WHO supports scientifically proven traditional medicine

In this file photo taken on March 11, 2020 World Health Organization (WHO) Director-General Tedros Adhanom Ghebreyesus attends a daily press briefing on COVID-19, the disease caused by the novel coronavirus, at the WHO heardquaters in Geneva. Picture: Fabrice COFFRINI / AFP

Caution must be taken against misinformation, especially on social media, about the effectiveness of certain remedies.

“The World Health Organisation (WHO) recognises that traditional, complementary and alternative medicine has many benefits and Africa has a long history of traditional medicine and practitioners who play an important role in providing care to populations.”

This statement was made in response to questions from Africa about the use of traditional medicine in the treatment of Covid-19, during the WHO press conference on May 4.

Dr Michael Ryan said that the organisation supports the use of traditional treatments as long as they include active pharmaceutical ingredients that can help fight Covid-19 after medical trials.

“We have seen traditional medicines become world recognised once they have gone through all the necessary medical trials,” Ryan said.

The WHO also issued a statement following the press conference stating that medicinal plants such as Artemisia annua are being considered as possible treatments for Covid-19 and should be tested for efficacy and adverse side effects.

“Africans deserve to use medicines tested to the same standards as people in the rest of the world.

“Even if therapies are derived from traditional practices and natural medicine, establishing their efficacy and safety through rigorous clinical trials is critical,” the statement said.

The organisation said that African governments through their health ministers adopted a resolution urging member states to produce evidence on the safety, efficacy and quality of traditional medicine at the 50th session of the WHO Regional Committee for Africa in 2000.

“Countries also agreed to undertake relevant research and require national medicines regulatory agencies to approve medicines in line with international standards, which includes the products following strict research protocols and undergoing tests and clinical trials.

“These studies normally involve hundreds of people under the monitoring of the national regulatory authorities and may take quite a few months in an expedited process,” the statement said.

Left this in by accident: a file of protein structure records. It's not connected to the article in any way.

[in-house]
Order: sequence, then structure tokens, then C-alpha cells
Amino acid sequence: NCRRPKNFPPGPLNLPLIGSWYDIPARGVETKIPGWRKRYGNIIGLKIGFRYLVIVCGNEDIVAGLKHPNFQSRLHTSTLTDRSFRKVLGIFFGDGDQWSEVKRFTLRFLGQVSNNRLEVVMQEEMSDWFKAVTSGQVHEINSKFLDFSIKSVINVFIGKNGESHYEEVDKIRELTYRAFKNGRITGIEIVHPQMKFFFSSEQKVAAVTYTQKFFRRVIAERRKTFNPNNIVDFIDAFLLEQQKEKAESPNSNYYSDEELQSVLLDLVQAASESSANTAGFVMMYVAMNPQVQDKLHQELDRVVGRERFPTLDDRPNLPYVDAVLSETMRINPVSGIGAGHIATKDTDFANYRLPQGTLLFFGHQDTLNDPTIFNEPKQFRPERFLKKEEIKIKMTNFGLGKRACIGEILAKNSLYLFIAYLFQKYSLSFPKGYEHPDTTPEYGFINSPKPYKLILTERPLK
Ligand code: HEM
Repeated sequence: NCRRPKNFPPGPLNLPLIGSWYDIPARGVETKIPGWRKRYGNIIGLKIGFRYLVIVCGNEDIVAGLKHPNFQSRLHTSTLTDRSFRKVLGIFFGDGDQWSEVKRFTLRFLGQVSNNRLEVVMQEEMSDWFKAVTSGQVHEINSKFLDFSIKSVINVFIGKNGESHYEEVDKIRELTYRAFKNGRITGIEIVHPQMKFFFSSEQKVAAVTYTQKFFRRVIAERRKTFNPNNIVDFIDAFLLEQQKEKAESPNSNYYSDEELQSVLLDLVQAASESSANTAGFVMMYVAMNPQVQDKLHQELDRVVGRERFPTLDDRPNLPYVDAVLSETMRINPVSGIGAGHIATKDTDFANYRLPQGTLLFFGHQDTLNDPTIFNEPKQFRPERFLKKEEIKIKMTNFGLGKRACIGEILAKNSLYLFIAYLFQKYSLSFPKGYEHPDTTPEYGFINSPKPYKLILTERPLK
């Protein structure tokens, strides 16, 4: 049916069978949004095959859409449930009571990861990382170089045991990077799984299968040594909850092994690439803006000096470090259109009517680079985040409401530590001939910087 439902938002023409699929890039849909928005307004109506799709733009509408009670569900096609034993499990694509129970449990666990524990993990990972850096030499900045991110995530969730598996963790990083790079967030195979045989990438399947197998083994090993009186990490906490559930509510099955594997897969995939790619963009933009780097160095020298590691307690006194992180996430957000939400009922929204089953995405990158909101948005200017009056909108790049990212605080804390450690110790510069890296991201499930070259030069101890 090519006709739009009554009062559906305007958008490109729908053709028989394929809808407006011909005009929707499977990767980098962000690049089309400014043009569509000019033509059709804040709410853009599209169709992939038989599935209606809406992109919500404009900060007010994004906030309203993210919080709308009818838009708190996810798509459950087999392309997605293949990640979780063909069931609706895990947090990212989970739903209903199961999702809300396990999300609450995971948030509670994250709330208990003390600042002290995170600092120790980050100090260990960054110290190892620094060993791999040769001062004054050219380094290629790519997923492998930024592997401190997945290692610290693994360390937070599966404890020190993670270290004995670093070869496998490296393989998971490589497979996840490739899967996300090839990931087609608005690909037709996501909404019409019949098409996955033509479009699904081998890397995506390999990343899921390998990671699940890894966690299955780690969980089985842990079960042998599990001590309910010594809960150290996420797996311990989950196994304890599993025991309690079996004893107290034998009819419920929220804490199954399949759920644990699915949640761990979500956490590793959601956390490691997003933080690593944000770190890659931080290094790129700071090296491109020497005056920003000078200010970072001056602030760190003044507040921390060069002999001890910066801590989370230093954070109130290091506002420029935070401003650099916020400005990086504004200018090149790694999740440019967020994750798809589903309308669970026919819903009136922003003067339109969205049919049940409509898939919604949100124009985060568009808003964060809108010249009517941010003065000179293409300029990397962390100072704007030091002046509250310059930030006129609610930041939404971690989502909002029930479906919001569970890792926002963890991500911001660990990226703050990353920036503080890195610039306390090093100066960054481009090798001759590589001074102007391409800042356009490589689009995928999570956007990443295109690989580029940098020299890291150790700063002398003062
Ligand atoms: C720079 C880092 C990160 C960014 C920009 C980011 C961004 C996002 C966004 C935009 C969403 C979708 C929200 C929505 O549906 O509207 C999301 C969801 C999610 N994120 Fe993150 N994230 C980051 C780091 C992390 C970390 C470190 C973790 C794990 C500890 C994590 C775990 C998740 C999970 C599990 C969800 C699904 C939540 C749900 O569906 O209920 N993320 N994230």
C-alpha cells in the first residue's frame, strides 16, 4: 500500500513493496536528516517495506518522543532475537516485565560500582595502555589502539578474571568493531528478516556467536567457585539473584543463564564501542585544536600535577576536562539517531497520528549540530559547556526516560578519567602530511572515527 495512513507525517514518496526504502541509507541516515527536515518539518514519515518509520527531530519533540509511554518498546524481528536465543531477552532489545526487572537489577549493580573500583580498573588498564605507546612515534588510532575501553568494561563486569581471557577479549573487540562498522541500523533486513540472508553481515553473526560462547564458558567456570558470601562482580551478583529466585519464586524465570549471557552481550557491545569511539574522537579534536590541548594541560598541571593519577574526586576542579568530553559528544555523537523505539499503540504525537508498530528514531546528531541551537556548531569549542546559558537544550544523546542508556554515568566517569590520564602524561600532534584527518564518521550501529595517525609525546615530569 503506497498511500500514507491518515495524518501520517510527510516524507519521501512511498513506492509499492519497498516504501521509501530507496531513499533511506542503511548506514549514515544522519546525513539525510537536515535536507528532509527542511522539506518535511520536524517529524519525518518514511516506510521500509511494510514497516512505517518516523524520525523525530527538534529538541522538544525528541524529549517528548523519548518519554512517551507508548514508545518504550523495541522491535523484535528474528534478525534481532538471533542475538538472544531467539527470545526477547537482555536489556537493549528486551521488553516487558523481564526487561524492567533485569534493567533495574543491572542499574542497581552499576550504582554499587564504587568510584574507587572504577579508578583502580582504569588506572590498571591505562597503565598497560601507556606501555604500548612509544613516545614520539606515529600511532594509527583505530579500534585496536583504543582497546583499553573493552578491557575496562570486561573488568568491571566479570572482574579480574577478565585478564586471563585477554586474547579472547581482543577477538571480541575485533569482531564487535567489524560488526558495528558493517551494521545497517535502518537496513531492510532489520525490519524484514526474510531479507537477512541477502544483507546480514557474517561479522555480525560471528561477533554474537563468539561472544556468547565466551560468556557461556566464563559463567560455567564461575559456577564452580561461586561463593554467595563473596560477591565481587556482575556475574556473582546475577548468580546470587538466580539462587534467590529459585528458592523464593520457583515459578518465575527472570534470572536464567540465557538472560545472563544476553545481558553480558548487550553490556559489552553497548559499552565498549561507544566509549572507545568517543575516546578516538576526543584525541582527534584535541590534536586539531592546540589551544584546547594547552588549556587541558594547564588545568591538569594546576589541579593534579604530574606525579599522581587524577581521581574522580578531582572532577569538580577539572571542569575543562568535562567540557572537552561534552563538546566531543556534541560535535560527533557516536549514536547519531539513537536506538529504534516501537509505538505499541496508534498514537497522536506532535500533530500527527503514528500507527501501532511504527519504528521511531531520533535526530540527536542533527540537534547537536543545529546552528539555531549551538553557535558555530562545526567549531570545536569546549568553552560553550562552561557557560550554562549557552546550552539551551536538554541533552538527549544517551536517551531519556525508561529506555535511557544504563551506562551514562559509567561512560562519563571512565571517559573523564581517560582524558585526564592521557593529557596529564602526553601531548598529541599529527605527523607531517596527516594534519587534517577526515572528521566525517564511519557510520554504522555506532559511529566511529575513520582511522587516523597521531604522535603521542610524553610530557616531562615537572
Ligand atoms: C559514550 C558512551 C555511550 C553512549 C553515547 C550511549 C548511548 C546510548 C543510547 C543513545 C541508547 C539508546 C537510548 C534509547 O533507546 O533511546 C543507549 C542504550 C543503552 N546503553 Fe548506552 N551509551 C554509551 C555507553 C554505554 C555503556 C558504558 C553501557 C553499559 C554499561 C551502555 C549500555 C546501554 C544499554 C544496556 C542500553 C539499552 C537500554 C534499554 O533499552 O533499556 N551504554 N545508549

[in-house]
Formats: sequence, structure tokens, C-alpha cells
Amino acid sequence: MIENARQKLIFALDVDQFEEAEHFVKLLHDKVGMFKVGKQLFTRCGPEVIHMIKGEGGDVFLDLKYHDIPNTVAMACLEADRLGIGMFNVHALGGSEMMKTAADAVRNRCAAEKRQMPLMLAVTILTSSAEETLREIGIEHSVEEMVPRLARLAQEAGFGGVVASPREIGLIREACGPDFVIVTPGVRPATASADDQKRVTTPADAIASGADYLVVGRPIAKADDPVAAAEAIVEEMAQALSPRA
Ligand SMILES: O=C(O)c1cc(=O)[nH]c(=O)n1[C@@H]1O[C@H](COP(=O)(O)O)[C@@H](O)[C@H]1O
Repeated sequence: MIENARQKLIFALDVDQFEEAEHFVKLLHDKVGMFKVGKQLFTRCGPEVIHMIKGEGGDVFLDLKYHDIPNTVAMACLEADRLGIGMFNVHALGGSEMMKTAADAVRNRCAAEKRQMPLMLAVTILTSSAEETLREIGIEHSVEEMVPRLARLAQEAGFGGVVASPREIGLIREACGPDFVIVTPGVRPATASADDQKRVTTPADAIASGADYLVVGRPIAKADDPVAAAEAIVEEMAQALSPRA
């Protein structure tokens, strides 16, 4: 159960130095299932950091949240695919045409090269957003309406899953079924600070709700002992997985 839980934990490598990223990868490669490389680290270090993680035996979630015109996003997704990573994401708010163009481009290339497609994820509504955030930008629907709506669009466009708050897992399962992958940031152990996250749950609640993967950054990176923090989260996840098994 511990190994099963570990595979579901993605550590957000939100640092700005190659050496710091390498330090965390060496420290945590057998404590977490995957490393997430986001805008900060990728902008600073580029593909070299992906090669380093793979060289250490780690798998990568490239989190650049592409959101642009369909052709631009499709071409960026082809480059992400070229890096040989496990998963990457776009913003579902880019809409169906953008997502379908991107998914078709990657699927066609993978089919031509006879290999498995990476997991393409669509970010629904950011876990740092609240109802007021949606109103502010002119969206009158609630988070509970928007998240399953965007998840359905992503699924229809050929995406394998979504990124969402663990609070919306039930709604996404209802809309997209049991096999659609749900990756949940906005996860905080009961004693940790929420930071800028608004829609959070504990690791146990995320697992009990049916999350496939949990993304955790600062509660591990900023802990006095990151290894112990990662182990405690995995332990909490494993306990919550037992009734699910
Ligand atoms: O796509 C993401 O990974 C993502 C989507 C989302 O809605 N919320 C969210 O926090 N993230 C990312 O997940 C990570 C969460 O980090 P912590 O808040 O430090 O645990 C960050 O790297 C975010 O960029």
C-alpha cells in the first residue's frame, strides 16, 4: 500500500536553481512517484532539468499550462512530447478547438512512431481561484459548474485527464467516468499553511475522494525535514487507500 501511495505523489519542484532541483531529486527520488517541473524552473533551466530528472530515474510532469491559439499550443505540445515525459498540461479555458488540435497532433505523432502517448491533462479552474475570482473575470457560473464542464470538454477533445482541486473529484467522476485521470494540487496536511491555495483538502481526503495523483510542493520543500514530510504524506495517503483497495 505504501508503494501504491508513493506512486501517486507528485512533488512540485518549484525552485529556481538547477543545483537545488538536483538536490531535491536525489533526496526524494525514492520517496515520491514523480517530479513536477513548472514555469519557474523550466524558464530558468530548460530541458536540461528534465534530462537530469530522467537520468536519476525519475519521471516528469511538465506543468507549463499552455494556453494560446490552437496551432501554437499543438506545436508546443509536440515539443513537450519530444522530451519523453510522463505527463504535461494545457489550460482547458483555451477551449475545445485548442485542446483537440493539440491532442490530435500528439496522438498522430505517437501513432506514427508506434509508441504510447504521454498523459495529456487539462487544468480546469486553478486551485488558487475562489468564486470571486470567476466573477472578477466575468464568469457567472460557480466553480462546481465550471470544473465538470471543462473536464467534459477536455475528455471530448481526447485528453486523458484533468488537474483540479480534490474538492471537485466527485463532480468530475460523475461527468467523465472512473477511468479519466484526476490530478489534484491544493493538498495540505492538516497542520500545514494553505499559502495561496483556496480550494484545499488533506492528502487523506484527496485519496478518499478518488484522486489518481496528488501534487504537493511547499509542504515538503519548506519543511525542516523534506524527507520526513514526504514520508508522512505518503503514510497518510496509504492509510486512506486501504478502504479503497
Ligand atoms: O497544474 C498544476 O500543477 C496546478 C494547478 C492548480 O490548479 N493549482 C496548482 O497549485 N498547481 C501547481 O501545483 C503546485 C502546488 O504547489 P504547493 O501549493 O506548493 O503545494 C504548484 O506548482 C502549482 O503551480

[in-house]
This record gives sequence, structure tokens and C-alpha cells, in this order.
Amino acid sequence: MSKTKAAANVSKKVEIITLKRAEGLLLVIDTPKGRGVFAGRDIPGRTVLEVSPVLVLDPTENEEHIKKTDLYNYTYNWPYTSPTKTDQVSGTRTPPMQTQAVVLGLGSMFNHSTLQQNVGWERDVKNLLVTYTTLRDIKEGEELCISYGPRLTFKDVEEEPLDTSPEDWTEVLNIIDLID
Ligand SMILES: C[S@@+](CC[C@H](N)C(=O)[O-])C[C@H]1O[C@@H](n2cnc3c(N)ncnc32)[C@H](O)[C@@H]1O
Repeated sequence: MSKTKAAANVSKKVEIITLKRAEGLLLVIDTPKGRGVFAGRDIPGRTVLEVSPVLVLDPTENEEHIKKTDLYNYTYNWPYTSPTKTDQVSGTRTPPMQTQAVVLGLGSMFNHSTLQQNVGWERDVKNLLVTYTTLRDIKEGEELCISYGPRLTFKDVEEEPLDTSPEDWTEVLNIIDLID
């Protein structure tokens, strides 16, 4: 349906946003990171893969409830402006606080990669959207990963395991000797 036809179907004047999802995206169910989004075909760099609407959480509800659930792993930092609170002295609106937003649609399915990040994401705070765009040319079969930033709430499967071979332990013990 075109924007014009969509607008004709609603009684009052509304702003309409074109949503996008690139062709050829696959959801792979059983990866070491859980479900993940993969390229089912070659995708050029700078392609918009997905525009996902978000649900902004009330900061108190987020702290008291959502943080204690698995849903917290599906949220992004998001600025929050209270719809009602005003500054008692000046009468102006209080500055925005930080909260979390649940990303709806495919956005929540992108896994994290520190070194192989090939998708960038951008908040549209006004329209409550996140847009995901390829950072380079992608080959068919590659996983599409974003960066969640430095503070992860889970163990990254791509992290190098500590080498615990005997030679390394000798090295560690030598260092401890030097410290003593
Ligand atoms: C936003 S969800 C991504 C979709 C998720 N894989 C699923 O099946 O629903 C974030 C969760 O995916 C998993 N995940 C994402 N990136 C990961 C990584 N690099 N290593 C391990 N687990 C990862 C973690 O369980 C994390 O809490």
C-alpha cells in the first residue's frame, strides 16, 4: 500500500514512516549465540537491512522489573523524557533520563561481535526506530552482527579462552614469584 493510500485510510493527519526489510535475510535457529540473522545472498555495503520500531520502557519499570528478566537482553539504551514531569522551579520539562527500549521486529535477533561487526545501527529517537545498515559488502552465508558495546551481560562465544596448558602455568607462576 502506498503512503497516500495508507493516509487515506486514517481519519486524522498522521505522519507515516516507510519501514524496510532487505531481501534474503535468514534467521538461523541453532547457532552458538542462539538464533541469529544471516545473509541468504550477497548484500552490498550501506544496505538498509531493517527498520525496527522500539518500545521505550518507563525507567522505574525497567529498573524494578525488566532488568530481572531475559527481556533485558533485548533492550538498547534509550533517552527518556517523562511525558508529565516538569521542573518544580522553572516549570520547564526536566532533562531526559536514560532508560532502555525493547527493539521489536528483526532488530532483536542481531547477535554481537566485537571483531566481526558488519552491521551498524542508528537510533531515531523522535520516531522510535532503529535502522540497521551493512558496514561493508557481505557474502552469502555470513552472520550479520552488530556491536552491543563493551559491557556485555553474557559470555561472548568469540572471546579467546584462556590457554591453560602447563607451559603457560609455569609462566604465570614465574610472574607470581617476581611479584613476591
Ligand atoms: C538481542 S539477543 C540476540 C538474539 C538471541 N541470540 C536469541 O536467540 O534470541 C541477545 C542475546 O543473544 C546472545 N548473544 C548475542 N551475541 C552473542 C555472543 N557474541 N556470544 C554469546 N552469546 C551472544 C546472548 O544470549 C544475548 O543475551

The organisation is working with research institutions to select traditional medicine products which can be investigated for clinical efficacy and safety for Covid-19 treatment.

It also stated its support to countries that explore the role of traditional health practitioners in prevention, control, and early detection of the virus, as well as case referral to health facilities.

“The WHO has supported clinical trials, leading 14 countries to issue marketing authorisation for 89 traditional medicine products which have met international and national requirements for registration.

“Of these, 43 have been included in national essential medicines lists.

“These products are now part of the arsenal to treat patients with a wide range of diseases including malaria, opportunistic infections related to HIV, diabetes, sickle cell disease and hypertension,” the statement said.

“Almost all countries in the WHO African region have national traditional medicine policies, following support from the WHO.

“As efforts are under way to find treatment for Covid-19 caution must be taken against misinformation, especially on social media, about the effectiveness of certain remedies.

“Many plants and substances are being proposed without the minimum requirements and evidence of quality, safety and efficacy.

“The use of products to treat Covid-19, which have not been robustly investigated can put people in danger, giving a false sense of security and distracting them from hand washing and physical distancing.”

Originally appeared on Bedfordview Edenvale News

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